By Edward Appleton
Group-think is a well-documented social and political phenomenon. It’s also a cultural phenomenon – take a look at any canteen in a multi-national organization, groups of people from one country tend to hang together.
As researchers, it’s an advantage not to be inadvertently influenced by one school of “cultural thought” in intercultural projects
Having a range of disciplines in a team that comes from all walks of life enriches the insight gathering process. So – trapeze artists, hairdressers, librarians, mathematicians, film-makers, journalists….the list of “non-experts” can be long.
Curiosity, the ability to listen, observe, capture, record, interpret – these are the qualities that help us build on ethnographic observations.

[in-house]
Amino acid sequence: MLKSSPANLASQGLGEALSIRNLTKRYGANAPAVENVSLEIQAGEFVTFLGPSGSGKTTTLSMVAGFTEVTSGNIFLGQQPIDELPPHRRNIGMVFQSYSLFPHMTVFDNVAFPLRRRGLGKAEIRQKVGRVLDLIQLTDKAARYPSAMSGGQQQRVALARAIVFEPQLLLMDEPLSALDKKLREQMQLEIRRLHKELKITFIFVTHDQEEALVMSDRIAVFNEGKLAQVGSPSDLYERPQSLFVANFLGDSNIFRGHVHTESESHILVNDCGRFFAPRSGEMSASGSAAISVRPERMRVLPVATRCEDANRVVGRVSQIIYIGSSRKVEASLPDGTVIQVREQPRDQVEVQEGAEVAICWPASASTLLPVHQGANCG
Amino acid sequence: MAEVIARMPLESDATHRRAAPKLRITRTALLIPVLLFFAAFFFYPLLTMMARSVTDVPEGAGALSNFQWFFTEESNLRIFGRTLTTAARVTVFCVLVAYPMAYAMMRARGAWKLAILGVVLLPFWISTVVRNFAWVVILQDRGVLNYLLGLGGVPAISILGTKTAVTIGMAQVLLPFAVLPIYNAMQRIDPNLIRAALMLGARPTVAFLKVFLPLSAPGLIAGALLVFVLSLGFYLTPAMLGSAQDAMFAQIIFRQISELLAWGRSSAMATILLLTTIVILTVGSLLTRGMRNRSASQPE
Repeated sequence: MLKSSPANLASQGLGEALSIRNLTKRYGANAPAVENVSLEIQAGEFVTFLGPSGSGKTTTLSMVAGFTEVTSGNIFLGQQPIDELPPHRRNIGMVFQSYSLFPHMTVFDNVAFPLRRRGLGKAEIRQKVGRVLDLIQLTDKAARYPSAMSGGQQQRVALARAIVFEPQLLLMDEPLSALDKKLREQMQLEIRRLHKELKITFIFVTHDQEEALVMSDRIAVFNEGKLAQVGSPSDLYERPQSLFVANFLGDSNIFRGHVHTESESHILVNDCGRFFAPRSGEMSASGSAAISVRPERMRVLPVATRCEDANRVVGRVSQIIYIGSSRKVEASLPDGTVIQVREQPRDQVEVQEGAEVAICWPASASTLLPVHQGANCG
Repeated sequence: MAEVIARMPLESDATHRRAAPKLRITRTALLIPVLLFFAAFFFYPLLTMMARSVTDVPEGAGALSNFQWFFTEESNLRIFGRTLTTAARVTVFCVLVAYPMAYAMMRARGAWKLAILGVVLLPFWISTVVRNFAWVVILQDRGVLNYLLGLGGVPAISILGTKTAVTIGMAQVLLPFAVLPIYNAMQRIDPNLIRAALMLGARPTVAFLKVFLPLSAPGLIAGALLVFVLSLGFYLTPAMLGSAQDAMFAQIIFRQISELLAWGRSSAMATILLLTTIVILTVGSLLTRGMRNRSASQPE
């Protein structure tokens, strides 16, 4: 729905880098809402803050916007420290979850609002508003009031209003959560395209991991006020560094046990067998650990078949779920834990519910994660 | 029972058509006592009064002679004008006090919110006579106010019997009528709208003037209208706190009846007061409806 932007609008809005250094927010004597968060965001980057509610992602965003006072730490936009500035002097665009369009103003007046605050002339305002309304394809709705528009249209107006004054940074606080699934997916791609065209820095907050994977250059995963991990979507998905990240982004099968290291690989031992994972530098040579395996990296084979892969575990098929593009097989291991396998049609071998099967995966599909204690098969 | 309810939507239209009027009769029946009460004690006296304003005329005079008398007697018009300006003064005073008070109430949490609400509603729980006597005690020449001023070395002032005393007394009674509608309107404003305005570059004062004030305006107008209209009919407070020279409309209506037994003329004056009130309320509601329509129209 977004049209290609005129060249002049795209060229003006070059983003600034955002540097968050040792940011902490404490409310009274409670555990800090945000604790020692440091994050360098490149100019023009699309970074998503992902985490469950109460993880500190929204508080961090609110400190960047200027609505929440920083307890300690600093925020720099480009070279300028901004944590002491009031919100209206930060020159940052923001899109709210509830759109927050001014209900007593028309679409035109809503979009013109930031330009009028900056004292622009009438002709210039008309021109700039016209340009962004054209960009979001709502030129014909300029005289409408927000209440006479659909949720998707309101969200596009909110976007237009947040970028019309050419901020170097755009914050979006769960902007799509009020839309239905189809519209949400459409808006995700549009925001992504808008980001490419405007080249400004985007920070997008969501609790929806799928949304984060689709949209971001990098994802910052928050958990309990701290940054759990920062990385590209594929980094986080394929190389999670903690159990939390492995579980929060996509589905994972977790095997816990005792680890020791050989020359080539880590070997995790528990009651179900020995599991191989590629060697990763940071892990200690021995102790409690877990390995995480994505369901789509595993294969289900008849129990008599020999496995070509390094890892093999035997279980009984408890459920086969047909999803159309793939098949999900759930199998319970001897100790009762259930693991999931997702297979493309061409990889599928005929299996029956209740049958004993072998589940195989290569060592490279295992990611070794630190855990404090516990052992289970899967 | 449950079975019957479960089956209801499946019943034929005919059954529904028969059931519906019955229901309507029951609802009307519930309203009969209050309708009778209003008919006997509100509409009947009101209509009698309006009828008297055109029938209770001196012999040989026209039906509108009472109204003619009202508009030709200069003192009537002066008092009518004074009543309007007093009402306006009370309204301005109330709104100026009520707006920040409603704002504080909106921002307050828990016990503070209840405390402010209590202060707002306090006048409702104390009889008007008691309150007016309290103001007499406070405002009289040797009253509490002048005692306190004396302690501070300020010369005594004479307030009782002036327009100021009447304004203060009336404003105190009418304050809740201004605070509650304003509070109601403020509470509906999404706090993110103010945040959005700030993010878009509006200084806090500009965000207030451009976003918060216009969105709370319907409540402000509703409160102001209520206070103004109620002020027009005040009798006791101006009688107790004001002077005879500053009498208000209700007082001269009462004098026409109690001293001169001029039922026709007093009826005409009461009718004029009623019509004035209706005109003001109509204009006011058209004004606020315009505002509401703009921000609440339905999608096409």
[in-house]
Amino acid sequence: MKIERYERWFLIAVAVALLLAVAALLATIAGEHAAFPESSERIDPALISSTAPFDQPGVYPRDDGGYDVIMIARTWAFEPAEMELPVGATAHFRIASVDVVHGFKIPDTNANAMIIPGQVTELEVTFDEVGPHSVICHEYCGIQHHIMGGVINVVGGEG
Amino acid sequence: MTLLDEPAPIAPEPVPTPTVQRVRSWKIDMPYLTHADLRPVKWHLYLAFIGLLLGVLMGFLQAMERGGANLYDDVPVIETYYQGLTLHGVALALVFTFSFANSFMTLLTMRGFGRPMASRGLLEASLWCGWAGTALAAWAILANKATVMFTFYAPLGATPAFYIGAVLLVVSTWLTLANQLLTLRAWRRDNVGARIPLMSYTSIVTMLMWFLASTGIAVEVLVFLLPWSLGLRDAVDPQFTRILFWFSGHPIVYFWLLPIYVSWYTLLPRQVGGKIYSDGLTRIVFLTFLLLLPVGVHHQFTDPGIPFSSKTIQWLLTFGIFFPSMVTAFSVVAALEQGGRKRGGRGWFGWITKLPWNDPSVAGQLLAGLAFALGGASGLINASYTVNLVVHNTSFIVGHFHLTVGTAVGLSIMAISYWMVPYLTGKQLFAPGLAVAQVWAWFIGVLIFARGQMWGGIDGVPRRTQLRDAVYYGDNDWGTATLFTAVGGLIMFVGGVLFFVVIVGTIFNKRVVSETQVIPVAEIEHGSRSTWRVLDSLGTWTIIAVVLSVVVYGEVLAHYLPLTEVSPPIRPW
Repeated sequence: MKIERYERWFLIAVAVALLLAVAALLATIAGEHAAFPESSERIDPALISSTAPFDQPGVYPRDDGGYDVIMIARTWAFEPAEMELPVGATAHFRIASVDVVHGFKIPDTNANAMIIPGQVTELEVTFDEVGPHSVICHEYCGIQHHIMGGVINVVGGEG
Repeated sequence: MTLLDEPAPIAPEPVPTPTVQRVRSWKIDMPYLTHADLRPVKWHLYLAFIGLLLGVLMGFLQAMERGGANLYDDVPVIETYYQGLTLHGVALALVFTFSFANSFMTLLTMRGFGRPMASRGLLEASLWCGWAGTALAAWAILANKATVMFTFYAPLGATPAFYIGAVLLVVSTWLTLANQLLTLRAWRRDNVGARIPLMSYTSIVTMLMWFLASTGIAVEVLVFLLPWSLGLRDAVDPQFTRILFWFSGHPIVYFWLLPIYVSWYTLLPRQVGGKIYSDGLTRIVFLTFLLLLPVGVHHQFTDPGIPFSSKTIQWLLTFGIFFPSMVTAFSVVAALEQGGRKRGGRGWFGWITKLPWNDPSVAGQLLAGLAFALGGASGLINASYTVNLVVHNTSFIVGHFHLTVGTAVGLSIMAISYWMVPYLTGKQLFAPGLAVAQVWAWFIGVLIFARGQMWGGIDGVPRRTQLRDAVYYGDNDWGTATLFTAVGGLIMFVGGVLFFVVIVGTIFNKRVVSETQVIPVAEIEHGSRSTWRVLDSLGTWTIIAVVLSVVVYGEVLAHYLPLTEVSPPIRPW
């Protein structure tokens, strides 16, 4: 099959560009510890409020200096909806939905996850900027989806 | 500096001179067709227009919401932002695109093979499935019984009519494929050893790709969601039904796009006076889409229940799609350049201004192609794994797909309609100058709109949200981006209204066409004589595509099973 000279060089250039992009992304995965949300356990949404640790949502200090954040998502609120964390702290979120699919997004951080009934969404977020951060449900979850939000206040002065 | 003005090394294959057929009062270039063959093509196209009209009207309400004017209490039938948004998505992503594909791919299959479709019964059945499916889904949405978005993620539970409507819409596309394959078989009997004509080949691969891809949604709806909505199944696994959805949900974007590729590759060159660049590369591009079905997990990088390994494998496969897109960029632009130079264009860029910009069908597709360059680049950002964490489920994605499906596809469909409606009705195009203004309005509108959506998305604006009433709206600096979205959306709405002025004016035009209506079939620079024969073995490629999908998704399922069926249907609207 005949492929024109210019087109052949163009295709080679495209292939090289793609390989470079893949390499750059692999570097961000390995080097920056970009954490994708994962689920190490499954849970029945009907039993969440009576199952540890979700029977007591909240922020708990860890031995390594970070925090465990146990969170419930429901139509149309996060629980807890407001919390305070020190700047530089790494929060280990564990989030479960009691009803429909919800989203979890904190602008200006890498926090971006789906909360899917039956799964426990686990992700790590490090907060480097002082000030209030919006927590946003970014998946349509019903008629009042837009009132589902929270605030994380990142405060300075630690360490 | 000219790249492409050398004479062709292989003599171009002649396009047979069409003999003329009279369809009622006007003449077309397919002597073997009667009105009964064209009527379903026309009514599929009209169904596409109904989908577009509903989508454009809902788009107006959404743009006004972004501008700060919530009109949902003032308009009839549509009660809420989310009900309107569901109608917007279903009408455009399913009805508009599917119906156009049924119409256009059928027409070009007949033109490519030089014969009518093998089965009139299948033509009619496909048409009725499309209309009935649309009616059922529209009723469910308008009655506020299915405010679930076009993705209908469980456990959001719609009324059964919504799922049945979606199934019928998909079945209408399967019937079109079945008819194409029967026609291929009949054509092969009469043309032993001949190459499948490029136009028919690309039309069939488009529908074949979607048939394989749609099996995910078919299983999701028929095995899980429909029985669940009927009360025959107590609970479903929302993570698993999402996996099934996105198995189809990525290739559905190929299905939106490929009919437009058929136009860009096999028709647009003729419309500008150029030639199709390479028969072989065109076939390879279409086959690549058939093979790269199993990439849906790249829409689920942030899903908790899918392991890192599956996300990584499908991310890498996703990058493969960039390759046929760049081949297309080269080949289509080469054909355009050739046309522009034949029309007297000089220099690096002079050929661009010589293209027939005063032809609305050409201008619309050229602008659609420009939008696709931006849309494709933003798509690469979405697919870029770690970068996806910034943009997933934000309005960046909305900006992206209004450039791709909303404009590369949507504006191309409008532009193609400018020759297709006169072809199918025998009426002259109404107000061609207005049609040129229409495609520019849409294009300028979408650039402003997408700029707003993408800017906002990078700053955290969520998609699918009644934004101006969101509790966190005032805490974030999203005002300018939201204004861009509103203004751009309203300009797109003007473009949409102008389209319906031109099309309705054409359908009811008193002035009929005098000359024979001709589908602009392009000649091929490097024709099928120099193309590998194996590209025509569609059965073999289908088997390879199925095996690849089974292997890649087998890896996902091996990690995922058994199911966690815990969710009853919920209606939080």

Equally, having researchers that are multi-lingual, multi-cultural helps massively, even if these are not the actual countries you’re doing research in.
The mentality is invariably “culturally alert” and sensitive to “difference” in all its complexity and pluralism – having a sixth sense of when and where it’s necessary to prick up one’s researcher’s ear, dig deeper during fieldwork, reach out to local experts as “interpreters” and being able to interface more sensitively with those “local” experts or natives.
It helps having practiced “translating” language from one into another – less is lost at local level, commonalities are identified more sensitively when it comes to identifying “regional” or “cross-national” communication or positioning platforms. The local links up better to the “global”.
Researchers who have come from a family with dual-nationalities, or have spent a significant time living abroad are, in our view, well equipped to handle what I describe above.
Edward Appleton, Happy Thinking People